The advent of firearms brought about some new methods of hunting. Formerly, it was only possible to hunt the Manchurian wapiti or moose when the snow was deep, or on the spring ice crust or at river crossings, whereas today they are harvested in all seasons.
In autumn, the Udege hunted large ungulates by stalking. The animal was often chased by dogs, which delayed it and made it possible for the hunter to come within shooting distance. In summer, the Manchurian wapiti was stalked in salt marshes. Normally, at such sites hunters would construct a labaz (dosyuga), a small platform on a tall tree. The hunter would hide there waiting for his prey.
Whereas formerly the Manchurian wapiti was taken for its skin, meat, and tendons, the animals are currently harvested for their antlers. The Udege have been utilizing the wapiti in this way since the mid-19th century. The price of the antlers is 80 – 175, or more, rubles,. The antlers which were best suited for medicinal purposes were taken in late May to early June.
The harvest of fur-bearing mammals was of special importance in economic practices. Before the hunt, the Udege would weave nets, make arrows and sleds, and asked the Taiga Host for luck in the upcoming hunt.
Hunting began at night with a raccoon harvest. The hunters would fix bells on the necks of two to three dogs. An Udege would take 5 - 8 raccoons per night. After the first snowfall, raccoon hunt was discontinued and hunters moved over to the mountains for the sable.
Extensive sable harvest started in the 1870s-1880s when fur merchants appeared in the territory. Depending on the weather, snow conditions and available traps the sable is harvested in different ways. Using the most ancient method, the hunter would drive in a sable under a stump to catch it with a small net sleeve (nyuke adili), up to one meter long. The hunter would set the sleeve and wait for the the sable to get out of the burrow and into the trap. Occasionally, the sable was forced out from under the stump with a fire made at the other burrow exit. If the sable got into a hollow, the hunter would cut the tree down. The sable would not escape because it was afraid of noise. After he cut down the tree, the hunter would stop up the hollow. «After that the hunter would chop out a small hole in the upper part of the tree to cover it with a net. The sable either gets out of the hollow on its own or is driven out with fire. In either case, the animal gets into the sleeve», wrote V.K. Arsenyev (1947, p. 180).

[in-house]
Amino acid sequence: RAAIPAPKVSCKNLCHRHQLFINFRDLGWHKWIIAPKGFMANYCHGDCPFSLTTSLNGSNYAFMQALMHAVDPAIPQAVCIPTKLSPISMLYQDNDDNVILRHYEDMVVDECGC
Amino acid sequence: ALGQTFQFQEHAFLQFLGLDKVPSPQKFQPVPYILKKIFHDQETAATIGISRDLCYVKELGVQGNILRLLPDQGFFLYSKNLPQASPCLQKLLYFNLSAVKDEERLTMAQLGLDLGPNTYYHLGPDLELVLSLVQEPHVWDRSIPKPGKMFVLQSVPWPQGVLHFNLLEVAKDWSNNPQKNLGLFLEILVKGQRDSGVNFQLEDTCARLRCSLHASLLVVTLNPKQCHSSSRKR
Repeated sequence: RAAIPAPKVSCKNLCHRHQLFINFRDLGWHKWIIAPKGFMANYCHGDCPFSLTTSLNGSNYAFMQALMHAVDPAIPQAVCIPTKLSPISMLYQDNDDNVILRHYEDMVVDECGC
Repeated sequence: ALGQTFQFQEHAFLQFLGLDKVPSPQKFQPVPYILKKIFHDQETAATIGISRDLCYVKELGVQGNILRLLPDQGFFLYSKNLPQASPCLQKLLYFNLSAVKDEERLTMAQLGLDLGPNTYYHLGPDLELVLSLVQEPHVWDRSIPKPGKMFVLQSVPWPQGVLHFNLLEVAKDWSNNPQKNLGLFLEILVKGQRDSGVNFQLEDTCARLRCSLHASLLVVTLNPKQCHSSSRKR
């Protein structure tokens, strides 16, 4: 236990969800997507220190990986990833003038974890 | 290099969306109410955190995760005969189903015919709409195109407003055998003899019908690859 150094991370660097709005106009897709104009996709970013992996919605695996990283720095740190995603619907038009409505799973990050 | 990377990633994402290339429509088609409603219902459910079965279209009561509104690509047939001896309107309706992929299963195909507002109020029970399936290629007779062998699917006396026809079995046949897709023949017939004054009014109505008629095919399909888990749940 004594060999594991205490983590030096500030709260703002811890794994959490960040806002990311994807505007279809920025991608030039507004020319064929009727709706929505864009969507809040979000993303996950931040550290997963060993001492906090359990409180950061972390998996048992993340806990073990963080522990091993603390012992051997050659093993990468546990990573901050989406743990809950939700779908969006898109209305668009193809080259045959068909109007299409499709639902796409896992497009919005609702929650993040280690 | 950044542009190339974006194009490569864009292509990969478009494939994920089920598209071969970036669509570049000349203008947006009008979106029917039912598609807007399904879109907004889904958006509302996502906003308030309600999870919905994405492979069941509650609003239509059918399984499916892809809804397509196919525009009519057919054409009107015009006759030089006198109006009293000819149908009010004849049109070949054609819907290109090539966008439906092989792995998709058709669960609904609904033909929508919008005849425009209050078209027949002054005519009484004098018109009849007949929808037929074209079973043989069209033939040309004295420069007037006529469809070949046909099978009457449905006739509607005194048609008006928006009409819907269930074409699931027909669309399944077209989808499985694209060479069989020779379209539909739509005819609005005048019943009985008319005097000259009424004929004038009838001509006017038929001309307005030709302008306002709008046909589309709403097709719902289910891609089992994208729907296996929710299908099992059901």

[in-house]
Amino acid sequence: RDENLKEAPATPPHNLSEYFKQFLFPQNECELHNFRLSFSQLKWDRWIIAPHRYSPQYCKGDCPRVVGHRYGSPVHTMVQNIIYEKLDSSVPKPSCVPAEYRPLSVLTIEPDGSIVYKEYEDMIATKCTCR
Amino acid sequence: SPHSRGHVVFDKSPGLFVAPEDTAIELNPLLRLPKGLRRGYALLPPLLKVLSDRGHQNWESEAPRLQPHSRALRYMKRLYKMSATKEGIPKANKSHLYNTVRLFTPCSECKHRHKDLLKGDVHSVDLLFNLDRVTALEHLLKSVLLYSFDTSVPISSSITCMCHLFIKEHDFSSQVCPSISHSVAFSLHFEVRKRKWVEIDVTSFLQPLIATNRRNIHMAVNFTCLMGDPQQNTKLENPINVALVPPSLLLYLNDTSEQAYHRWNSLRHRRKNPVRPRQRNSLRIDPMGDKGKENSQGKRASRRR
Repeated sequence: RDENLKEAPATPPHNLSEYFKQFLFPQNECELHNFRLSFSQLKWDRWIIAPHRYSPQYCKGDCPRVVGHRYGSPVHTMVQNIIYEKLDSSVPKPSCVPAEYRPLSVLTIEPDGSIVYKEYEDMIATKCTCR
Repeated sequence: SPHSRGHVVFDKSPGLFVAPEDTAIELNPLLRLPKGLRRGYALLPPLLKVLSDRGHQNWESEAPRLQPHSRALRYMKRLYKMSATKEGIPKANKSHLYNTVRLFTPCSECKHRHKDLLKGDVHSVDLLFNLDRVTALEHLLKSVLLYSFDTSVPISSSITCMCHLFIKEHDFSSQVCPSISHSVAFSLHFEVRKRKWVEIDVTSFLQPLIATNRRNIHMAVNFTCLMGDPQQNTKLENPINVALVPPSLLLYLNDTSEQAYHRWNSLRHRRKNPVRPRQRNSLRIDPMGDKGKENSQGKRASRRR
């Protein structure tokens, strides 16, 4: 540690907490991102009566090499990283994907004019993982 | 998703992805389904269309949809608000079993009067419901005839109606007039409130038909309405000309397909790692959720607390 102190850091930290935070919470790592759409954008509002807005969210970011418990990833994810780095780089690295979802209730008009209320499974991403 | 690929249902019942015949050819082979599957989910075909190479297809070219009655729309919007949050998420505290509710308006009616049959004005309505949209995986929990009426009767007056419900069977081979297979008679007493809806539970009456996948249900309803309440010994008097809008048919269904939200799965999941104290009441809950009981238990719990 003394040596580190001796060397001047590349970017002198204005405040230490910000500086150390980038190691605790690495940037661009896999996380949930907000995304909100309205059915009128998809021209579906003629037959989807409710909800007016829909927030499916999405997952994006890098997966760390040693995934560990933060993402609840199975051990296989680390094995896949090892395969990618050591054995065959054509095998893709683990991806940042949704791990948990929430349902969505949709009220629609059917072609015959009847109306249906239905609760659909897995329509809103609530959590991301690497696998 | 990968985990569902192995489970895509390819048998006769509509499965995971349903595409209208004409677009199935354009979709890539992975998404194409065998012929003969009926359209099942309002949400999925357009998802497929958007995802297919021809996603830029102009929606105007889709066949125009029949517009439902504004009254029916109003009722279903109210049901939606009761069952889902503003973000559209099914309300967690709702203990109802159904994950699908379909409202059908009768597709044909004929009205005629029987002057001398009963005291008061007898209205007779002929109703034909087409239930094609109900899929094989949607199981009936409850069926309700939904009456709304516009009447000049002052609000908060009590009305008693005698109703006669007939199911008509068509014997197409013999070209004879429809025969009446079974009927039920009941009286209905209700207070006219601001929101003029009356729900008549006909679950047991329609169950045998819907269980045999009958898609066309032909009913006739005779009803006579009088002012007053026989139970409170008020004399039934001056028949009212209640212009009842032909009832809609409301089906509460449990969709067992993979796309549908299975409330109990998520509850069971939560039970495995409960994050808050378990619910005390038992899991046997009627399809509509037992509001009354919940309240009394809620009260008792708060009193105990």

If the sable vanished into stone fields, the hunter would give up and set out in search of another sable’s tracks. Another method was the crossbow hunt. Finding a track repeatedly used by a sable, the Udege would set a crossbow on that track.
The Udege used three types of deadfall sets: kafalu, nani, dui. The kafalu was set in a tree hollow situated several dozens of centimeters above the ground. The nani was set on the ground near the sable of Siberian weasel track. The dui was set on the deadwood on which the sable crossed the river.
All types of snares (lat, langi) were used in the snow-free period. The prey was immediately skinned. A sable was skinned when it was still warm. If the sable is frozen in the trap, its head was wrapped up in a rag and it was warmed up. Otherwise, the Sable Master Nyuko Azani would not send sables to the hunter, the Udege believed.
The skin of the sable was put on the frame (kanagu), fur facing inside. The frame comprised two twigs connected at the base, whose tips were fixed with a belt. They were often adorned with carving, and the base was bear-, sable- or fox-shaped. The pelt would not be stretched. Due to that the dark axis of the pelt became more pronounced and looked better. After drying up the pelt was kneaded until it became soft. It was kept in this condition until it was sold.
Game birds – hazel grouse, black grouse, waterfowl, mallard, garganey, etc. – were harvested all year round.
In the early 19th century, money trade replaced exchange trade. To obtain greater profit, merchants demanded more furs from the hunters. The latter depended on the buyers economically and had to gradually expand the hunt (Sukhomitrov, 1976, p. 25). They hunted fur-bearing mammals both in autumn and in spring.
Merciless hunting and frequent forest fires in the taiga brought about a sharp reduction in commercially important animals, particularly, the sable. While at the end of the 19th century an experienced hunter took 97 sables, in 1904, not more than 14; and in 1909, about 9 sables.
The dramatic decline of fur-bearing animals led to an enactment of the law of 1912 banning sable hunting for three years. V.K. Arsenyev did not believe this was an effective solution. «The law-maker had good intentions, but he achieved the opposite results. The fact is that for natives mammal hunting and trapping is as essential sustenance as is fishing. Deprived of sable harvest, they suffer as acute need as farmers banned from farming do, and, hence, a ban alone would not stop sable hunting» (Arsenyev 1947, p. 179). After the ban on sable hunting, the harvest actually doubled. And, that, in its turn, brought about a dramatic decline of numbers of the sable and other fur-bearing mammals.